Saint Agnes Hospital

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Baltimore City Hospital Coalition Kicks Off National Preparedness Month

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In recognition of National Preparedness Month, a coalition of emergency planners and communications professionals from all 16 Baltimore City hospitals have joined together to advise individuals and families on how best to prepare for hazards that have happened or could happen.
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09/06/2012

Baltimore City maintains plans for responding to a variety of natural disasters, accidental emergencies and acts of terrorism. In such events, knowing what to do before, during and after an emergency is a critical part of being prepared.

“Preparing ahead of time can help to save lives, protect property and can speed the pace of recovery,” said Cheri Hahn, Assistant Vice President of Quality & Patient Safety at Saint Agnes Hospital and Chair of the Emergency Planning Committee. “Being proactive and will help us all to minimize the impact an emergency can have on our lives.”

National Preparedness Month is an opportunity to encourage individuals, families, businesses and communities to take action now and prepare for emergencies by following three important steps:

1. Be informed. It is important to know what to do before, during and after an emergency and the different types of hazards and how they can affect your household or your business. In Baltimore City, residents should plan for power outages, extreme heat/cold, tornadoes, fires, and hazardous materials incidents.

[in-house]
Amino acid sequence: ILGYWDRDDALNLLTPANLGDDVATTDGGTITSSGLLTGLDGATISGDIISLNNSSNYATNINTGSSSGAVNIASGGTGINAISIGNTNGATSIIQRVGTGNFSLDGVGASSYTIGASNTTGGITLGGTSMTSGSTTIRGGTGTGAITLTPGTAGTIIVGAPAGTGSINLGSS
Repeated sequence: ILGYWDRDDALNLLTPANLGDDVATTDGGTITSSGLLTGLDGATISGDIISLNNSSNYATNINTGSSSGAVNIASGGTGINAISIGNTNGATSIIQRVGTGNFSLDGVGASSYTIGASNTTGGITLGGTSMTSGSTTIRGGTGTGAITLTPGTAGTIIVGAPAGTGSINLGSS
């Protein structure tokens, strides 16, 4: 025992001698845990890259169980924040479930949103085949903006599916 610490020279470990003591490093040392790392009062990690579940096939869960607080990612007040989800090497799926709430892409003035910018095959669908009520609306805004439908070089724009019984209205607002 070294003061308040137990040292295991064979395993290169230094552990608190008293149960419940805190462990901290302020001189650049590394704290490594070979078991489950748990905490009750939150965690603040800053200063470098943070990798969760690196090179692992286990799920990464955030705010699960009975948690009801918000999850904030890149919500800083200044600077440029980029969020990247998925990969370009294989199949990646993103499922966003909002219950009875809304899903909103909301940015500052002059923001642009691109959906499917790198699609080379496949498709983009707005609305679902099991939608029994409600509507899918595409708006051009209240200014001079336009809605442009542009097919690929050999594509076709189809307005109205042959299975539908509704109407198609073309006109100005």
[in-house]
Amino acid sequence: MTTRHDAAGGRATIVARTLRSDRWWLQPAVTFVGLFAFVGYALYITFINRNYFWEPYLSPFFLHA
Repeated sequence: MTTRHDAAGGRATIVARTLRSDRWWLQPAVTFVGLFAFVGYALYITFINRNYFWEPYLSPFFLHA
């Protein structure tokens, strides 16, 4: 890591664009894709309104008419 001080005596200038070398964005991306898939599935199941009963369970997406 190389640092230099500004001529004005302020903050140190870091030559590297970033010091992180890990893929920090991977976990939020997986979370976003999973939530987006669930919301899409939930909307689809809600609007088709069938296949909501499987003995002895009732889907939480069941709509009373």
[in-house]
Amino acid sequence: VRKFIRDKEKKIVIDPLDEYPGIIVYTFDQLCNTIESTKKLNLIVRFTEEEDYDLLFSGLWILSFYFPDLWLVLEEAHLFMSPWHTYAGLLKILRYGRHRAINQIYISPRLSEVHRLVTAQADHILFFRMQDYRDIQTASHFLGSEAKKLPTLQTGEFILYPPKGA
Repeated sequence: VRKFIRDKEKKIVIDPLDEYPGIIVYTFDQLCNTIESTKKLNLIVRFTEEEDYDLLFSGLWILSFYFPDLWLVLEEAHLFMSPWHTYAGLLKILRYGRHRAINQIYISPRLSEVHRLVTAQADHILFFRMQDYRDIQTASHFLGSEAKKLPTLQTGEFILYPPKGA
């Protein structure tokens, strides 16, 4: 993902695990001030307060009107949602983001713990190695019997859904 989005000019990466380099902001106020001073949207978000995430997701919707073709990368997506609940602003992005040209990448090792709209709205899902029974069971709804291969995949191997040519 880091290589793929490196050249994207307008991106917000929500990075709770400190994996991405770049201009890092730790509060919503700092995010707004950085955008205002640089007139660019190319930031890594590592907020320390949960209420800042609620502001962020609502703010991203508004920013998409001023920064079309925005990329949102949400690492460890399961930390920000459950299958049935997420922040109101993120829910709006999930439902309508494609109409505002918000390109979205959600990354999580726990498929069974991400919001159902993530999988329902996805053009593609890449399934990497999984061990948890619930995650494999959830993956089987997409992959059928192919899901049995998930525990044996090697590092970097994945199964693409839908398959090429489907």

2. Make a plan. You and your family may not be together when a disaster strikes so it is important to plan in advance. Create a plan for getting everyone to a safe place, contacting one another and getting back together. Make arrangements for emergency boarding and care of any pets. To make a family emergency plan, visit www.ready.gov.

3. Build a kit. A basic emergency supply kit could include the following recommended items.

  • Water, one gallon of water per person per day for at least three days, for drinking and sanitation
  • Food, at least a three-day supply of non-perishable food
  • Battery-powered or hand crank radio and a NOAA Weather Radio with tone alert and extra batteries for both
  • Flashlight and extra batteries
  • First aid kit
  • Whistle to signal for help
  • Dust mask to help filter contaminated air and plastic sheeting and duct tape to shelter-in-place
  • Moist towelettes, garbage bags and plastic ties for personal sanitation
  • Wrench or pliers to turn off utilities
  • Manual can opener for food
  • Local maps
  • Cell phone with chargers, inverter or solar charger

Emergencies can range from inconvenience to devastation, but you can resolve not to be a victim of an emergency or disaster and take steps to minimize the impact on you, your family and your business.

More information is available at www.Ready.gov (Spanish-language Website: www.Listo.gov). The Website includes free information, checklists, and guidelines about how to be informed, develop a family emergency plan, build an emergency kit and get involved.

This month, residents can get important personal preparedness tips and ideas on Health Department and city hospital social media outlets, including Facebook and Twitter.
 

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